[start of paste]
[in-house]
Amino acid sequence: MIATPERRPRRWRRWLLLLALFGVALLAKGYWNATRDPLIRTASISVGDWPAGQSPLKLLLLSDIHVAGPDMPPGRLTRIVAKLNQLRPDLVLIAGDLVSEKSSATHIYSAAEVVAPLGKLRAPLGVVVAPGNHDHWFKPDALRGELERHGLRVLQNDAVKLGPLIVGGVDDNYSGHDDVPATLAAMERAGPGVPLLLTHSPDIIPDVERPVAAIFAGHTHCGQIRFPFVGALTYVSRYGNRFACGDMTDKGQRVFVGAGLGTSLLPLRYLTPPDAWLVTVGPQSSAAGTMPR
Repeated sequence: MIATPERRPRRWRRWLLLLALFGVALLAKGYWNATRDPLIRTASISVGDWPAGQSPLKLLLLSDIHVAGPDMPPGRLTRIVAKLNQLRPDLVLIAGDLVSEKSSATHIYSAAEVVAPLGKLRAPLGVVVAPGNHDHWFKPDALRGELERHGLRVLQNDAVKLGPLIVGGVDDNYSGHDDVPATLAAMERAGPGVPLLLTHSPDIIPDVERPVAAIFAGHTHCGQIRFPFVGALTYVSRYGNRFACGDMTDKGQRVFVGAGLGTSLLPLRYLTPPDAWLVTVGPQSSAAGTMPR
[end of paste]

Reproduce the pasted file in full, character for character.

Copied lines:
[in-house]
Amino acid sequence: MIATPERRPRRWRRWLLLLALFGVALLAKGYWNATRDPLIRTASISVGDWPAGQSPLKLLLLSDIHVAGPDMPPGRLTRIVAKLNQLRPDLVLIAGDLVSEKSSATHIYSAAEVVAPLGKLRAPLGVVVAPGNHDHWFKPDALRGELERHGLRVLQNDAVKLGPLIVGGVDDNYSGHDDVPATLAAMERAGPGVPLLLTHSPDIIPDVERPVAAIFAGHTHCGQIRFPFVGALTYVSRYGNRFACGDMTDKGQRVFVGAGLGTSLLPLRYLTPPDAWLVTVGPQSSAAGTMPR
Repeated sequence: MIATPERRPRRWRRWLLLLALFGVALLAKGYWNATRDPLIRTASISVGDWPAGQSPLKLLLLSDIHVAGPDMPPGRLTRIVAKLNQLRPDLVLIAGDLVSEKSSATHIYSAAEVVAPLGKLRAPLGVVVAPGNHDHWFKPDALRGELERHGLRVLQNDAVKLGPLIVGGVDDNYSGHDDVPATLAAMERAGPGVPLLLTHSPDIIPDVERPVAAIFAGHTHCGQIRFPFVGALTYVSRYGNRFACGDMTDKGQRVFVGAGLGTSLLPLRYLTPPDAWLVTVGPQSSAAGTMPR